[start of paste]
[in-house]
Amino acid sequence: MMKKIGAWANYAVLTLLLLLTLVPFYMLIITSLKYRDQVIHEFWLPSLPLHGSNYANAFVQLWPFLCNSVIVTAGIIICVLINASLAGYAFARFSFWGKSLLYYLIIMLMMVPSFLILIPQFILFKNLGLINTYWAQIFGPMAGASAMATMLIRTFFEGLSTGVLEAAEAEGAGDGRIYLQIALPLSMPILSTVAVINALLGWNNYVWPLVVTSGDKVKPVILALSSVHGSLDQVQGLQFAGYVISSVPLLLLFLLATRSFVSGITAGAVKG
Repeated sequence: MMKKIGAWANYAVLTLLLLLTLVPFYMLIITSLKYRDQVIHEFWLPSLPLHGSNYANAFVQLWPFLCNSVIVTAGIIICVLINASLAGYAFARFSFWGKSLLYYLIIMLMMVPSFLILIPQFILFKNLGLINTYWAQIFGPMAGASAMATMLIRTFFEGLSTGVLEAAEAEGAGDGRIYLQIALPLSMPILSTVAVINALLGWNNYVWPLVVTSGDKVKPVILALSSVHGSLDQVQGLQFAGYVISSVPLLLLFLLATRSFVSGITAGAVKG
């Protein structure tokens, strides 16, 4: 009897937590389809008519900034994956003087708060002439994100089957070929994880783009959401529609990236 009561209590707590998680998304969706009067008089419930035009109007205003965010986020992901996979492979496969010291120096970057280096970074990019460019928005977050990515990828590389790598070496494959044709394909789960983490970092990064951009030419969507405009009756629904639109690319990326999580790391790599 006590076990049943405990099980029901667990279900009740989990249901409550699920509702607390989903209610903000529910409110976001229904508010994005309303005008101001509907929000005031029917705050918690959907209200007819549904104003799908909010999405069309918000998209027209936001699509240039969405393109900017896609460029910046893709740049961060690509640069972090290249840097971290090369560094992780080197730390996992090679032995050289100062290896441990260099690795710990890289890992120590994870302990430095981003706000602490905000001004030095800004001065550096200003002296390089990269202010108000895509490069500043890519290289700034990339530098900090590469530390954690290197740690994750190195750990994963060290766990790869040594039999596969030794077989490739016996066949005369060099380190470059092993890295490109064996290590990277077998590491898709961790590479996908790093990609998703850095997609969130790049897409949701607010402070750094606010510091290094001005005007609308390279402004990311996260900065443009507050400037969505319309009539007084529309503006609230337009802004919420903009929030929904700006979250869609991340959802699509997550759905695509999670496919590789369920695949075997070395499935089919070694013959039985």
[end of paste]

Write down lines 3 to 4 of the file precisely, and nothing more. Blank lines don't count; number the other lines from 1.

Repeated sequence: MMKKIGAWANYAVLTLLLLLTLVPFYMLIITSLKYRDQVIHEFWLPSLPLHGSNYANAFVQLWPFLCNSVIVTAGIIICVLINASLAGYAFARFSFWGKSLLYYLIIMLMMVPSFLILIPQFILFKNLGLINTYWAQIFGPMAGASAMATMLIRTFFEGLSTGVLEAAEAEGAGDGRIYLQIALPLSMPILSTVAVINALLGWNNYVWPLVVTSGDKVKPVILALSSVHGSLDQVQGLQFAGYVISSVPLLLLFLLATRSFVSGITAGAVKG
């Protein structure tokens, strides 16, 4: 009897937590389809008519900034994956003087708060002439994100089957070929994880783009959401529609990236 009561209590707590998680998304969706009067008089419930035009109007205003965010986020992901996979492979496969010291120096970057280096970074990019460019928005977050990515990828590389790598070496494959044709394909789960983490970092990064951009030419969507405009009756629904639109690319990326999580790391790599 006590076990049943405990099980029901667990279900009740989990249901409550699920509702607390989903209610903000529910409110976001229904508010994005309303005008101001509907929000005031029917705050918690959907209200007819549904104003799908909010999405069309918000998209027209936001699509240039969405393109900017896609460029910046893709740049961060690509640069972090290249840097971290090369560094992780080197730390996992090679032995050289100062290896441990260099690795710990890289890992120590994870302990430095981003706000602490905000001004030095800004001065550096200003002296390089990269202010108000895509490069500043890519290289700034990339530098900090590469530390954690290197740690994750190195750990994963060290766990790869040594039999596969030794077989490739016996066949005369060099380190470059092993890295490109064996290590990277077998590491898709961790590479996908790093990609998703850095997609969130790049897409949701607010402070750094606010510091290094001005005007609308390279402004990311996260900065443009507050400037969505319309009539007084529309503006609230337009802004919420903009929030929904700006979250869609991340959802699509997550759905695509999670496919590789369920695949075997070395499935089919070694013959039985």